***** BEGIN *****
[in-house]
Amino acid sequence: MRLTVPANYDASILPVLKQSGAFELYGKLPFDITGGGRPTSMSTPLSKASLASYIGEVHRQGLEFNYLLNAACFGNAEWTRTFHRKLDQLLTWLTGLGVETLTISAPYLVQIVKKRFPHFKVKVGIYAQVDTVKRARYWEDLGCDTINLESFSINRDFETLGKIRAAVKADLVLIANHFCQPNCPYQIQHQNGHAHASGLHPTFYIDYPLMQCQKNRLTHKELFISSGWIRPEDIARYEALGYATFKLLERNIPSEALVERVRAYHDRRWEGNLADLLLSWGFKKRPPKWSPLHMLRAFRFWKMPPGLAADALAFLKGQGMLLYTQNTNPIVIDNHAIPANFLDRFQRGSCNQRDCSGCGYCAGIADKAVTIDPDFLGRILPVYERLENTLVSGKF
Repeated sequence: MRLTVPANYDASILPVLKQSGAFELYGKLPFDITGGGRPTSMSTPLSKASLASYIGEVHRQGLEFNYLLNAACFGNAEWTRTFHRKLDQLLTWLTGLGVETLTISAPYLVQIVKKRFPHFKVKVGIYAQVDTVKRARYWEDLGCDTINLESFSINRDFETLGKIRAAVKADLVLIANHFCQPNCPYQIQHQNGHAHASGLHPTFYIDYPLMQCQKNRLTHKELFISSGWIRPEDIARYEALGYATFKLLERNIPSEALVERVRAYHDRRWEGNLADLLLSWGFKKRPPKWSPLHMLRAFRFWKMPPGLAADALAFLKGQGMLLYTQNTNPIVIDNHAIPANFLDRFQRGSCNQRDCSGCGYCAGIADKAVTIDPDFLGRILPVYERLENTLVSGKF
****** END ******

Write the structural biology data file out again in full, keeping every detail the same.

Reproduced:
[in-house]
Amino acid sequence: MRLTVPANYDASILPVLKQSGAFELYGKLPFDITGGGRPTSMSTPLSKASLASYIGEVHRQGLEFNYLLNAACFGNAEWTRTFHRKLDQLLTWLTGLGVETLTISAPYLVQIVKKRFPHFKVKVGIYAQVDTVKRARYWEDLGCDTINLESFSINRDFETLGKIRAAVKADLVLIANHFCQPNCPYQIQHQNGHAHASGLHPTFYIDYPLMQCQKNRLTHKELFISSGWIRPEDIARYEALGYATFKLLERNIPSEALVERVRAYHDRRWEGNLADLLLSWGFKKRPPKWSPLHMLRAFRFWKMPPGLAADALAFLKGQGMLLYTQNTNPIVIDNHAIPANFLDRFQRGSCNQRDCSGCGYCAGIADKAVTIDPDFLGRILPVYERLENTLVSGKF
Repeated sequence: MRLTVPANYDASILPVLKQSGAFELYGKLPFDITGGGRPTSMSTPLSKASLASYIGEVHRQGLEFNYLLNAACFGNAEWTRTFHRKLDQLLTWLTGLGVETLTISAPYLVQIVKKRFPHFKVKVGIYAQVDTVKRARYWEDLGCDTINLESFSINRDFETLGKIRAAVKADLVLIANHFCQPNCPYQIQHQNGHAHASGLHPTFYIDYPLMQCQKNRLTHKELFISSGWIRPEDIARYEALGYATFKLLERNIPSEALVERVRAYHDRRWEGNLADLLLSWGFKKRPPKWSPLHMLRAFRFWKMPPGLAADALAFLKGQGMLLYTQNTNPIVIDNHAIPANFLDRFQRGSCNQRDCSGCGYCAGIADKAVTIDPDFLGRILPVYERLENTLVSGKF